Family and the Forces

by Jan 4, 2016Personal reflections0 comments

It may seem strange to lump my family and my time in the Forces together. In fact I come from a very military background. My grandfather and my father both rose to the rank of General and served as Colonels of the King’s Own Yorkshire Light Infantry (KOYLI). My two elder brothers were also serving officers at the time I was growing up. Not surprising therefore, that the Regiment was occasionally jokingly referred to as the Deedes Own Yorkshire Light Infantry (fortunately the acronym prevented the nickname becoming too popular).

Unlike the rest of my family, I did not fully embrace the Services and the conflicts this precipitated between me and myself, my family and the army were painful and a significant influence on my life involving some major screw-ups that knocked my confidence into a cocked hat for many, many years.

Even worse, it has taken me many years to accept my failures for what they really were – lessons that should have been learned at the time and used for my own personal development. Alfred’s question to Bruce Wayne in the 2005 film Batman Begins always touches a raw nerve: ‘Why do we fall, Sir? So that we can learn to pick ourselves up.’

Some youthful lessons

Lesson 1 - Stand up for yourself

In 1973 I applied for and was accepted by Exeter University to read Environmental Engineering, a leading edge course that would have put me at the forefront of the environmental movement today. Instead I submitted to the family dictat that ‘We don’t go to University – we join the Army.’ I berate myself to this day for not standing up for myself.

Lesson 2 - Deal with the money

Money and the family attitudes to money also played a key role; not earning and living off grants was not the done thing, and my parents were unwilling to support me in what was not a ‘proper job’. I could have been more adventurous and got myself some work to supplement a university grant. Money was an important issue at this point, and it could have been handled differently by my family and by me.

Lesson 3 - Pick yourself up from a fall

My five years in the army were exhausting, often hugely fun, sometimes boring; I served two tours in Northern Ireland during the troubles and spent much of the rest of the time in Germany with the British Army on the Rhine (BAOR). Towards the end of my service back in the UK I harmed someone (psychologically rather than physically), was called to account, judged, found wanting, sanctioned and deeply humiliated in the press and media.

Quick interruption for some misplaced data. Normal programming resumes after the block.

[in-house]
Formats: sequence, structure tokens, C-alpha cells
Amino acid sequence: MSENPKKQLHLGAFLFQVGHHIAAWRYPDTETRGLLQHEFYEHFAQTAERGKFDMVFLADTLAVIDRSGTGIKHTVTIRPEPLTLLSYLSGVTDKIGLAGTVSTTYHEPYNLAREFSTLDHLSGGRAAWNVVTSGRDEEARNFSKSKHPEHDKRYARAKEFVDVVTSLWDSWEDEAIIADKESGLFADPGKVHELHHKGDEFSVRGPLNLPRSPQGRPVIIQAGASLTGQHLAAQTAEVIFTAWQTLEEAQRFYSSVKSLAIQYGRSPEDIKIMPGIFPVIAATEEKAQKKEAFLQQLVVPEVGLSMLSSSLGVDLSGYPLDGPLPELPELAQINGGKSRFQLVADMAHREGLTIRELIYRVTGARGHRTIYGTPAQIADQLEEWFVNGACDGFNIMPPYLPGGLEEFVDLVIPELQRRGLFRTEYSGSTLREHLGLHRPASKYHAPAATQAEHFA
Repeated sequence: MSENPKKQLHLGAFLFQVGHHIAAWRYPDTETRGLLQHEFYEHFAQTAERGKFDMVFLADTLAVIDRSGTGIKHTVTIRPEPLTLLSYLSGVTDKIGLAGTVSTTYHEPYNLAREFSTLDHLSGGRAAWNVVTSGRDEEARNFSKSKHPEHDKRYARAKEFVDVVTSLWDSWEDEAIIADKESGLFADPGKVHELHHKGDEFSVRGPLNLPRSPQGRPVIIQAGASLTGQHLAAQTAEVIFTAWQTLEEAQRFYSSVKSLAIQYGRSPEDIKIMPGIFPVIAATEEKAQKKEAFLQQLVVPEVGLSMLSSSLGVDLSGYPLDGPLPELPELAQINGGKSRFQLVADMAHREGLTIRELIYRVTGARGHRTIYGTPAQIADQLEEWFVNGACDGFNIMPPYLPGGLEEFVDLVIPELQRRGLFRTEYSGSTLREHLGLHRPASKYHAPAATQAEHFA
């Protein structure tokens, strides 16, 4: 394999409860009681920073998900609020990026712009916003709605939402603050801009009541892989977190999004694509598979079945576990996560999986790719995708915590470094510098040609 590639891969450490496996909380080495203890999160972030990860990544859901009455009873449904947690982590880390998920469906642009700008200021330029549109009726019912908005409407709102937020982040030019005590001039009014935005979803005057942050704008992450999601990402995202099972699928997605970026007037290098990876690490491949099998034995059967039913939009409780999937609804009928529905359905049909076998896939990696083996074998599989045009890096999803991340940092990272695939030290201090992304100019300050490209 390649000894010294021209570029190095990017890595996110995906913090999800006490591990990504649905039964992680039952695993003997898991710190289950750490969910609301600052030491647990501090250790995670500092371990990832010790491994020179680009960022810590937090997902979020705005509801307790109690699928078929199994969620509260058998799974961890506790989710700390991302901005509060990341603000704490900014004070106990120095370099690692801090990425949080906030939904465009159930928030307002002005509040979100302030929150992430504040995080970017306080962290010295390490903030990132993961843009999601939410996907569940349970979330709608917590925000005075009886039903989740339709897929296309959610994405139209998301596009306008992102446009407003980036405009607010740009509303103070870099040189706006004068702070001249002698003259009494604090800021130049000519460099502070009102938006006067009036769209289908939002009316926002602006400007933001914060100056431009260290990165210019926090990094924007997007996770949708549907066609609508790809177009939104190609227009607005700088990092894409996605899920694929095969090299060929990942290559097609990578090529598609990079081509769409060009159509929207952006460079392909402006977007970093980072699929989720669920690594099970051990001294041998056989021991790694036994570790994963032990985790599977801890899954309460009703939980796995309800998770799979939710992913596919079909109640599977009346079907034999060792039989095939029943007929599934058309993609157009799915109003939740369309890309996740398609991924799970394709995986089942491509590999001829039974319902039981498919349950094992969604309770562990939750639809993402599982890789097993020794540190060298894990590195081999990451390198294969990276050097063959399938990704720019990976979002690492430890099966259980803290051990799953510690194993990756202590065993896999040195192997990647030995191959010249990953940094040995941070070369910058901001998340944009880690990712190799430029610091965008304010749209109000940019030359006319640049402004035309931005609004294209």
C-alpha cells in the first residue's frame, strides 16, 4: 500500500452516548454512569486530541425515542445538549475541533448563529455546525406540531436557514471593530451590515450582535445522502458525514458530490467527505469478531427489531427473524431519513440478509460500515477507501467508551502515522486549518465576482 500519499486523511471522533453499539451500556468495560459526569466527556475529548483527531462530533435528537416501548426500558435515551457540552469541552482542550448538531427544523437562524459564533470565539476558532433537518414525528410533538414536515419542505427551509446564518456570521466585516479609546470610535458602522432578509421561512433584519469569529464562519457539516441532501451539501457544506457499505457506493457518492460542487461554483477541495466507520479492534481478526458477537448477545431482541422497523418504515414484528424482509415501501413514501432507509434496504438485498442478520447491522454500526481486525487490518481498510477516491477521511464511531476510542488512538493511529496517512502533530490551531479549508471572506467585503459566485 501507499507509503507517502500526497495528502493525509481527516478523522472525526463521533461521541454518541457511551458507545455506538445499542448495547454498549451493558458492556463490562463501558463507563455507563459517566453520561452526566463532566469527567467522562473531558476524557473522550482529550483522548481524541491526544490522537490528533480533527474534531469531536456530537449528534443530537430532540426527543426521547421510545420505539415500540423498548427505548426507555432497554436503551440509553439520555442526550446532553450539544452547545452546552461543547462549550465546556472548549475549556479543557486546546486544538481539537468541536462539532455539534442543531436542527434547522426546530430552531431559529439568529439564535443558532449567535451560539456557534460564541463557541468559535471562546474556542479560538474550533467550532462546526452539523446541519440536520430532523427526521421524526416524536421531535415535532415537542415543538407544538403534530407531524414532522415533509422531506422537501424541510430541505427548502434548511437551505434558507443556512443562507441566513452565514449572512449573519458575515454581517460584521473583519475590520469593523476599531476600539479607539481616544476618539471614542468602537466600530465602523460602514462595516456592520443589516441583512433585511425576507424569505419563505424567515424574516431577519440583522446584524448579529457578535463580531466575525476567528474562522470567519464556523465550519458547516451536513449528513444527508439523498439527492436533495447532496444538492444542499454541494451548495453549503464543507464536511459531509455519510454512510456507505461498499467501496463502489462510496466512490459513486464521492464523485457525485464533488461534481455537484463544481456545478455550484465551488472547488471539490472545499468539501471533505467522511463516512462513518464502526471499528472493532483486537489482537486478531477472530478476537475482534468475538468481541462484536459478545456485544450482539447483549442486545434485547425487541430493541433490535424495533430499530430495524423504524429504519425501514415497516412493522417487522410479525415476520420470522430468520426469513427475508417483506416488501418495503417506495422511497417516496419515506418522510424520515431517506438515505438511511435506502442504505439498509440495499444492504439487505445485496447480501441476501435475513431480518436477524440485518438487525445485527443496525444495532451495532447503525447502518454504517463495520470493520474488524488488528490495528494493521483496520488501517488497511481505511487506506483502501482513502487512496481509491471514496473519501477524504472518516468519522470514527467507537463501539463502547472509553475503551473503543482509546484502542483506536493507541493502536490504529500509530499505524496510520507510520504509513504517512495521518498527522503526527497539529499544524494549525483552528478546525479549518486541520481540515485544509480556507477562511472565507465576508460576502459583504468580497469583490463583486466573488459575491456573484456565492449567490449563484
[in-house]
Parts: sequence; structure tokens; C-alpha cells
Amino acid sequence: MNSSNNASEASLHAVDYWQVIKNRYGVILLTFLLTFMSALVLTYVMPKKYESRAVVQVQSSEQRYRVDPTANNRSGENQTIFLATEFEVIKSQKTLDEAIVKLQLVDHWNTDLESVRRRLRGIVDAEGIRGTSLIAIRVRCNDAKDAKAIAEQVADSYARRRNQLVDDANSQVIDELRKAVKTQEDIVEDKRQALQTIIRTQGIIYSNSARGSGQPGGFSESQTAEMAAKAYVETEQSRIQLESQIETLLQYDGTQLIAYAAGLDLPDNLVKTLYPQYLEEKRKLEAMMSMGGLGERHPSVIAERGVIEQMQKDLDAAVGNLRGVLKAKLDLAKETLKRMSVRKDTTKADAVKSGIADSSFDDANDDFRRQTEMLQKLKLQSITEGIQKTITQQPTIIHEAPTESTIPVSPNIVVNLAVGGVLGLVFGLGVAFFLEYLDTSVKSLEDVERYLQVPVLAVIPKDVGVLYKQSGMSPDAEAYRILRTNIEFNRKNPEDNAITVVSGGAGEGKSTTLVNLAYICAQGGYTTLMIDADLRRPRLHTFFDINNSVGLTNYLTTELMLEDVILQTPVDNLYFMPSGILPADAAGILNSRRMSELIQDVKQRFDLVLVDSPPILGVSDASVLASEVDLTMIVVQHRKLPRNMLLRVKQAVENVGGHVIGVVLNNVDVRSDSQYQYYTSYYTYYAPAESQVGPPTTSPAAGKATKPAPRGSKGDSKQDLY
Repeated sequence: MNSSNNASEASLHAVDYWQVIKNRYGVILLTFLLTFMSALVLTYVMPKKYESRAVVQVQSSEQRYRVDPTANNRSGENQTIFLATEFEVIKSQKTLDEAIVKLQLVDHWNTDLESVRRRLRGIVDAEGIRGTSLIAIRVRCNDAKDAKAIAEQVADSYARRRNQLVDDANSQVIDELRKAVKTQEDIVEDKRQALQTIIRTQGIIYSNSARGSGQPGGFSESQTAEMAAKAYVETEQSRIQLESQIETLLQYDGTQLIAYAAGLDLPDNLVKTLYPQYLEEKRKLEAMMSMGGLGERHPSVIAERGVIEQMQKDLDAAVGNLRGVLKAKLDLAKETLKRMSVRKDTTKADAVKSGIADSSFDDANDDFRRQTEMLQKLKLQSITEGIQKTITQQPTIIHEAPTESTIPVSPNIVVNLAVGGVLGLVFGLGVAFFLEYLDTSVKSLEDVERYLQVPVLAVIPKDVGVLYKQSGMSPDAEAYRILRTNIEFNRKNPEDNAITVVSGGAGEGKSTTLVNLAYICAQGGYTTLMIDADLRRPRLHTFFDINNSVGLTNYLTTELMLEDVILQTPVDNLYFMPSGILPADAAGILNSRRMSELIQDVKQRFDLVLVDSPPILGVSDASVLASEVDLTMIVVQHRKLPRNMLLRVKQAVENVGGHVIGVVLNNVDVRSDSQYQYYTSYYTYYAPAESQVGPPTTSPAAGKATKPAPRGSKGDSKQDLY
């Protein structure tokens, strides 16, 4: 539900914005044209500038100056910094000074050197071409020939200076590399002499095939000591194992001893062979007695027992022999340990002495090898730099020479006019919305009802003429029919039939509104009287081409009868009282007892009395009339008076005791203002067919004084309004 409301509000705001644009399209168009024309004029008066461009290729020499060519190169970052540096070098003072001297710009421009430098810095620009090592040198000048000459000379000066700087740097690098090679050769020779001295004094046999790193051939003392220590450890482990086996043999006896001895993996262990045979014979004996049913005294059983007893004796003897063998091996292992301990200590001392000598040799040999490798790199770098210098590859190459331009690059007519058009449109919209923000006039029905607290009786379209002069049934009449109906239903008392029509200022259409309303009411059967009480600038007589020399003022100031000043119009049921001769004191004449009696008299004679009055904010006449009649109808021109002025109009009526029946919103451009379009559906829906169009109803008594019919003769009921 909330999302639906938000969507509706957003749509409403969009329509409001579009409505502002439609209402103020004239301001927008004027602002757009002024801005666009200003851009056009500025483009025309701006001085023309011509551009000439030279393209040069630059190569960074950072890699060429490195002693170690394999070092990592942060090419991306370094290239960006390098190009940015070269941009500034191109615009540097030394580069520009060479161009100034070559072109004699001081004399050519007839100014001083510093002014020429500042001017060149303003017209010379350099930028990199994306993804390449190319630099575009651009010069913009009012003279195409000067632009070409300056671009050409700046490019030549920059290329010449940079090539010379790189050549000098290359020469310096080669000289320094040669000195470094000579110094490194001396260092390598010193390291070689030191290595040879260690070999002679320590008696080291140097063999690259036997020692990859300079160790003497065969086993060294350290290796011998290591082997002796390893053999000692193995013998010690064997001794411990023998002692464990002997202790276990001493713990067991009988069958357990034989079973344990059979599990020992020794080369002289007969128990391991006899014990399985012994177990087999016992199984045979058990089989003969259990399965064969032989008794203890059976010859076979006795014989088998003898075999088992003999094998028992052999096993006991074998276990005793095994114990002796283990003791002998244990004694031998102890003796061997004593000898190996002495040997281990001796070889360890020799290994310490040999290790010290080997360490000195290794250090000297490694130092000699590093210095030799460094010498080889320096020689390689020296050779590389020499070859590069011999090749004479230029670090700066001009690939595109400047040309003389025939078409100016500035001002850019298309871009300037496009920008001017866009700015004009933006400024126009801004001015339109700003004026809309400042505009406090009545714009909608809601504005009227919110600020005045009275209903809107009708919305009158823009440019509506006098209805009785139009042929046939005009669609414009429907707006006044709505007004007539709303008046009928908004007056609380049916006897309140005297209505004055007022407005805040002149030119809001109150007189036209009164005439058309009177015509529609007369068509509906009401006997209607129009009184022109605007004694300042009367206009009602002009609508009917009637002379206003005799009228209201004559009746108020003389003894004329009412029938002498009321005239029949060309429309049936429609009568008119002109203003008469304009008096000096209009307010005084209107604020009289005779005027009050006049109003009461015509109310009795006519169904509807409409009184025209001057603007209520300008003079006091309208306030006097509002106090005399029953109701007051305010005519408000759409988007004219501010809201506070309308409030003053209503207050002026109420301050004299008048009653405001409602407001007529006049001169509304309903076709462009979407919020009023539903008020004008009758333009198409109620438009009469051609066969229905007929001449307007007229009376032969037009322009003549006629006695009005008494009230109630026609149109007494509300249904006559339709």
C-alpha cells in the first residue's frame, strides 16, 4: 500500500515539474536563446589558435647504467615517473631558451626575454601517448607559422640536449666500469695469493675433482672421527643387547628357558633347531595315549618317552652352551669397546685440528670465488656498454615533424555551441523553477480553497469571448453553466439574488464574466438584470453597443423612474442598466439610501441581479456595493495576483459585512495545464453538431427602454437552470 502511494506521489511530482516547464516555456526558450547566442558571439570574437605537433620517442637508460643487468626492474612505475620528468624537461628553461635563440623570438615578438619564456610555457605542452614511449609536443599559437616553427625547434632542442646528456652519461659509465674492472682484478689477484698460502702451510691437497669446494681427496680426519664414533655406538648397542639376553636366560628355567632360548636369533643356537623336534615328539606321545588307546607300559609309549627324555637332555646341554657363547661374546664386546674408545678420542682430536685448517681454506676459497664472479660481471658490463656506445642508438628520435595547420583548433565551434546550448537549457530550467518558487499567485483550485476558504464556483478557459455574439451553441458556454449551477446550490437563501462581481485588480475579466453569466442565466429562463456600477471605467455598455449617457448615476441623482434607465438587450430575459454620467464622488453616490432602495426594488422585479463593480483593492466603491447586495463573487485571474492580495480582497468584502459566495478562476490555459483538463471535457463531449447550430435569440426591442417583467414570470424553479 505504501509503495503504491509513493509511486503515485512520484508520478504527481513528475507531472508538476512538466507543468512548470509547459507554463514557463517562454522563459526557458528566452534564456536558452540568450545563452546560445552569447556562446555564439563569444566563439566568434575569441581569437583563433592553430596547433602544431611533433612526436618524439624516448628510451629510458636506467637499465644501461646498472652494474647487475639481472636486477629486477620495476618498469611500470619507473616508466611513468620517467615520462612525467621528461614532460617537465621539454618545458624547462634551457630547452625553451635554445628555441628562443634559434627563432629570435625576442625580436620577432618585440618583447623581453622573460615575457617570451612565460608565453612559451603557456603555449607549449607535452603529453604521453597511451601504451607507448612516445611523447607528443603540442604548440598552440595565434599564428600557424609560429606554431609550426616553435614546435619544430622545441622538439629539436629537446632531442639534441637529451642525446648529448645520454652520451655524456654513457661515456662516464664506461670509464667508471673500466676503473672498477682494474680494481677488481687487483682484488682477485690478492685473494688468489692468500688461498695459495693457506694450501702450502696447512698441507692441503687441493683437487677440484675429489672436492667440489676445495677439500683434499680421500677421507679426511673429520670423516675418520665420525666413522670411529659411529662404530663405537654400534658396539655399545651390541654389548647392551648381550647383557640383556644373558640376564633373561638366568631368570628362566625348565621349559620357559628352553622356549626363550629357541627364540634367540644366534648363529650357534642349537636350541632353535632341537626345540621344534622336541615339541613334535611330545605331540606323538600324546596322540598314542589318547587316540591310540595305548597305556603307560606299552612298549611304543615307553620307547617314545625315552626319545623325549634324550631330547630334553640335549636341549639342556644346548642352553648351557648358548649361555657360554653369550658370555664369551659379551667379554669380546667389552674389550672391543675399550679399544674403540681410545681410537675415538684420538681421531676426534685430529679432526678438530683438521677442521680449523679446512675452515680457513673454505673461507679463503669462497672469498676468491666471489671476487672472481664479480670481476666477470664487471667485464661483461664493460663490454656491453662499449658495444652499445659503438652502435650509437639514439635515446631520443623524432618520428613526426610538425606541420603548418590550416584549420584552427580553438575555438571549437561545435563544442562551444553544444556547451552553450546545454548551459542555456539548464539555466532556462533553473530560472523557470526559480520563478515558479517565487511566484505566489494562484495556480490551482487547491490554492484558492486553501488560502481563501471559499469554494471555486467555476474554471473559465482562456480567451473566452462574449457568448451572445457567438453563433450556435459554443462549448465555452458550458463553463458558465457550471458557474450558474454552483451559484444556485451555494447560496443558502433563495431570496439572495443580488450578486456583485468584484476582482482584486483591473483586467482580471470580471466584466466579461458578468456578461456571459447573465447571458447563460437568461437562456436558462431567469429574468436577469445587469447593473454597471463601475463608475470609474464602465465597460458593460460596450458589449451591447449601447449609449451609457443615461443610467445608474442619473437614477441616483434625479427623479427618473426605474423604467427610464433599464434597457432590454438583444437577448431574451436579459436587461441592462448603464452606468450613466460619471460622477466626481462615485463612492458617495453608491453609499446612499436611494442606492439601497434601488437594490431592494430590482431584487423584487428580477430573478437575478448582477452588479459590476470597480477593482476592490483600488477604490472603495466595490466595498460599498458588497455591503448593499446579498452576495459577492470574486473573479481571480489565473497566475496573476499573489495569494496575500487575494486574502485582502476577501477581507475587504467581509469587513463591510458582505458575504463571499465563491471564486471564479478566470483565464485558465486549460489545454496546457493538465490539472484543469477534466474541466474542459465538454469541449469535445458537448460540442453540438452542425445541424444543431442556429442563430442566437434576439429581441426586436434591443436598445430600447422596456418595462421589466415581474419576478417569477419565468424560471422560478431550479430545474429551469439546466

In spite of this my performance, especially in Ireland, earned me excellent references. I went on to University then the City, a career that never really took off because I utterly failed to pick myself up from may fall; that took until in the mid 2000’s I began to met wise and compassionate people such as George Kinder, Susan Galvan, Vivien Sabel and Brené Brown.

Lesson 4 - Fight for your integrity

So, I accepted responsibility for things I had done – and to a significant degree for the omissions of those higher up the chain of command, those who should have offered guidance, training and support and who failed to do so, and even in one case threw my concerns back at me. Its acceptable, even necessary to take responsibility for ones own actions; thats how we preserve and enhance our personal integrity. The degree to which I had gone too far here was brought home to me only recently when I met a retired senior officer familiar with my story who told me that he and other senior officers at the time were deeply ashamed and saddened by the way I was treated

Lesson 5 - Cynicism is destructive

The background to all this was a home environment in which cynicism, judgement, criticism, bigotry and ignorance of a world beyond the military predominated over compassion, kindness, empathy and love. I don’t blame my family for this; its just the way it was in many military families. You can hardly blame them; these were people who had fought through the war, were competent and decisive and saw life as being hard won. Anyone who didn’t ‘pull their weight’ or ‘fit in’ or even try to understand what these people had gone through were automatic targets for intolerance. I’ve tried to live the other side of the coin in recent years, with compassion and empathy and love, and its a much better route, one that nourishes and feeds, rather than destroys.